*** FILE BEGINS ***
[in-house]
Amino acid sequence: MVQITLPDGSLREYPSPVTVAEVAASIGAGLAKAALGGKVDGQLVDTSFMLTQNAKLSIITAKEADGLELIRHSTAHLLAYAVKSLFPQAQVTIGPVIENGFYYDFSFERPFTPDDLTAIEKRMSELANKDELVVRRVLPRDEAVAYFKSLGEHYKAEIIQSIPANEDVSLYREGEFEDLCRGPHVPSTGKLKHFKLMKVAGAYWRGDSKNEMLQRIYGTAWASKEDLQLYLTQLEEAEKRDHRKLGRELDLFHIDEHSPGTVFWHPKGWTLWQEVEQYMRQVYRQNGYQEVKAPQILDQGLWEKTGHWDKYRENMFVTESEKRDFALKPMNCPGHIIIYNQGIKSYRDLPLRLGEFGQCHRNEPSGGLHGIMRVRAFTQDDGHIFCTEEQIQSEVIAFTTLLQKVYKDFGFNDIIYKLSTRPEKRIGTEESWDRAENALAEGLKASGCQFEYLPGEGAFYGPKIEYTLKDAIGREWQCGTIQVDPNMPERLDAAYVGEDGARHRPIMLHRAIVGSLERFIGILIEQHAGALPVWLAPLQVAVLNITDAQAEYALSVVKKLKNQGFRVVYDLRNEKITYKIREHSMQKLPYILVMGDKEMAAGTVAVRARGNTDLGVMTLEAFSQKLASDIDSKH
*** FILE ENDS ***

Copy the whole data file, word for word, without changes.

[in-house]
Amino acid sequence: MVQITLPDGSLREYPSPVTVAEVAASIGAGLAKAALGGKVDGQLVDTSFMLTQNAKLSIITAKEADGLELIRHSTAHLLAYAVKSLFPQAQVTIGPVIENGFYYDFSFERPFTPDDLTAIEKRMSELANKDELVVRRVLPRDEAVAYFKSLGEHYKAEIIQSIPANEDVSLYREGEFEDLCRGPHVPSTGKLKHFKLMKVAGAYWRGDSKNEMLQRIYGTAWASKEDLQLYLTQLEEAEKRDHRKLGRELDLFHIDEHSPGTVFWHPKGWTLWQEVEQYMRQVYRQNGYQEVKAPQILDQGLWEKTGHWDKYRENMFVTESEKRDFALKPMNCPGHIIIYNQGIKSYRDLPLRLGEFGQCHRNEPSGGLHGIMRVRAFTQDDGHIFCTEEQIQSEVIAFTTLLQKVYKDFGFNDIIYKLSTRPEKRIGTEESWDRAENALAEGLKASGCQFEYLPGEGAFYGPKIEYTLKDAIGREWQCGTIQVDPNMPERLDAAYVGEDGARHRPIMLHRAIVGSLERFIGILIEQHAGALPVWLAPLQVAVLNITDAQAEYALSVVKKLKNQGFRVVYDLRNEKITYKIREHSMQKLPYILVMGDKEMAAGTVAVRARGNTDLGVMTLEAFSQKLASDIDSKH